Governors at the Towers School in Ashford, Kent, which has 1,400 pupils, have backed the uni-sex idea because they believe it will cut down on vandalism.
The move will mean that girls as young as 11 will share the bathroom facilities with 16-year-old boys.
Designs for two shared toilet areas have been posted on a school noticeboard, one with 11 cubicles for girls, 10 for boys and one for disabled pupils, the other with eight male toilets and 10 female. Both have wash basins in the middle of the room.
A sign underneath the designs reads: "These are just to give an idea of the proposed layout for the new unisex toilets. The colours of the cubicles and hand wash area we propose to have will be much brighter and the whole area more modern looking."
Parents are up in arms at the proposals and have been joined in their condemnation by ChildLine founder, Ms Rantzen.
She told the Mail: "These children are at an age when they are extremely self-conscious and aware of their bodies and the changes they experience.
"It's an extremely delicate time for them and one would hope that a school would seek to make them as comfortable as possible. This is one of the worst ideas I've ever heard and I suggest the school rethinks its proposal."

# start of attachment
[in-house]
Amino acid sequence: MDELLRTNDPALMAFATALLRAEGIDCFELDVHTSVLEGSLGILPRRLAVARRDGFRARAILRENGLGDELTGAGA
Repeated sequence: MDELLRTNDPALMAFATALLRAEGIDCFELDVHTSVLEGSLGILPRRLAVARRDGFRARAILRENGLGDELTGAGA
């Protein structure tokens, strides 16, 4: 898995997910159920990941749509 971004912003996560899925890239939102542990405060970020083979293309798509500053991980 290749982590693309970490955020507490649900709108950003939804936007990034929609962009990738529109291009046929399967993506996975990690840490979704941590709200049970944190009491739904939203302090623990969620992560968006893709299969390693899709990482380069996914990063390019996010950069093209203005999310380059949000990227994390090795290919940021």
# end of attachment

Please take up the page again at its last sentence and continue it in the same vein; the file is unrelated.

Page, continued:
Dad Daniel Gray, 39, added: "Many parents are upset that the school has dreamt up these proposals without consulting them. Some girls will be as young as 11 and experiencing puberty – not something to be shared with teenage boys as old as 16.
"I think it is a bit much to ask teenagers to be responsible enough to give each other privacy. Girls in particular need privacy and there will be boys calling at them over the cubicle doors.
"Teenagers are full of hormones and I'm sure this will encourage them to canoodle in the loos – whether it's heavy petting or worse."
School governor Simon Petts said the governing body has approved the idea and is waiting for it to go to a funding committee.
He added: "The toilets have been in desperate need of refurbishment for a long time and we decided the best way of reducing vandalism was to make them unisex. I understand parents' concerns but we have had someone researching child welfare and this has not raised any red flags."
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